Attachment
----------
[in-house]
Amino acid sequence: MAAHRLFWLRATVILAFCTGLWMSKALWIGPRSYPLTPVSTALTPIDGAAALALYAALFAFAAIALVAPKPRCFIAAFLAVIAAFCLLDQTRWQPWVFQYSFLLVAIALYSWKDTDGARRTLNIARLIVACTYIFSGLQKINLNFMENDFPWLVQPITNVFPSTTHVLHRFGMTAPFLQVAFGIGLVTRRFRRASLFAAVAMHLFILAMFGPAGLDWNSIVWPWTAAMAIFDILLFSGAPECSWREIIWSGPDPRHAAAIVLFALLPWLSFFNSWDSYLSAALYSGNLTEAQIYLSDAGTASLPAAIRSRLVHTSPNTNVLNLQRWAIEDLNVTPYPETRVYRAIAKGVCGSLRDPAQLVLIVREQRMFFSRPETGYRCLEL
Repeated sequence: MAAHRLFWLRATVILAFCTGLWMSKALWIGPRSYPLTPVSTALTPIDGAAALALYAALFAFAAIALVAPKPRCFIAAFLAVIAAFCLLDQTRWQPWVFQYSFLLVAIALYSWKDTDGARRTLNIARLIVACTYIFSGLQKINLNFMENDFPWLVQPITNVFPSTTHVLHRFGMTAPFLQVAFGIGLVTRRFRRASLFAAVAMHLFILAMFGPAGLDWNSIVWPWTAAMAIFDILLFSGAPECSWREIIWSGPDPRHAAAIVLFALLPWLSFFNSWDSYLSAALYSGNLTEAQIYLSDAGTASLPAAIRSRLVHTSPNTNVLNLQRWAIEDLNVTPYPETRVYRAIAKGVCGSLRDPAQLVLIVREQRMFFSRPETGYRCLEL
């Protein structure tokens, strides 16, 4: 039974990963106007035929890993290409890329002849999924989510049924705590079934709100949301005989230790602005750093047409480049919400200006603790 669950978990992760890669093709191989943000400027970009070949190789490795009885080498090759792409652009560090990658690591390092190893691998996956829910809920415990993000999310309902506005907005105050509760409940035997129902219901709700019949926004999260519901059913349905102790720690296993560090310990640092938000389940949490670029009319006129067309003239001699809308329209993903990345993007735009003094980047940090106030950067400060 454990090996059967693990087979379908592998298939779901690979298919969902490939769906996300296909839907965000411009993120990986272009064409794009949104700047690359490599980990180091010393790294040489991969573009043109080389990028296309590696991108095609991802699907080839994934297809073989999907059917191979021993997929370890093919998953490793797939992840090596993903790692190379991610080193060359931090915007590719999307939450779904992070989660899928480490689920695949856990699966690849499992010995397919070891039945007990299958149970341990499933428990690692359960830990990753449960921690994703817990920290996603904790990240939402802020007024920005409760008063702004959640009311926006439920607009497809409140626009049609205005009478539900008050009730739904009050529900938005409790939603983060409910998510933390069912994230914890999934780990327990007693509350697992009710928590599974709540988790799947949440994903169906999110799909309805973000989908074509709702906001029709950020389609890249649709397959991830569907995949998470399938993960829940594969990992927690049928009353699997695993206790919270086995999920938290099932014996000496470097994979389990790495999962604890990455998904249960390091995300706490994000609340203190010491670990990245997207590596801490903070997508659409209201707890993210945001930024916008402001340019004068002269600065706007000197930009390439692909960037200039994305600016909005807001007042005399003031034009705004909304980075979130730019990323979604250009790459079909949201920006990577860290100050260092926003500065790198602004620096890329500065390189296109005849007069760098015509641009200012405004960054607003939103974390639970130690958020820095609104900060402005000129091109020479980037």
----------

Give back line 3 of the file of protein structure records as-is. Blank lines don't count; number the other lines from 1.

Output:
Repeated sequence: MAAHRLFWLRATVILAFCTGLWMSKALWIGPRSYPLTPVSTALTPIDGAAALALYAALFAFAAIALVAPKPRCFIAAFLAVIAAFCLLDQTRWQPWVFQYSFLLVAIALYSWKDTDGARRTLNIARLIVACTYIFSGLQKINLNFMENDFPWLVQPITNVFPSTTHVLHRFGMTAPFLQVAFGIGLVTRRFRRASLFAAVAMHLFILAMFGPAGLDWNSIVWPWTAAMAIFDILLFSGAPECSWREIIWSGPDPRHAAAIVLFALLPWLSFFNSWDSYLSAALYSGNLTEAQIYLSDAGTASLPAAIRSRLVHTSPNTNVLNLQRWAIEDLNVTPYPETRVYRAIAKGVCGSLRDPAQLVLIVREQRMFFSRPETGYRCLEL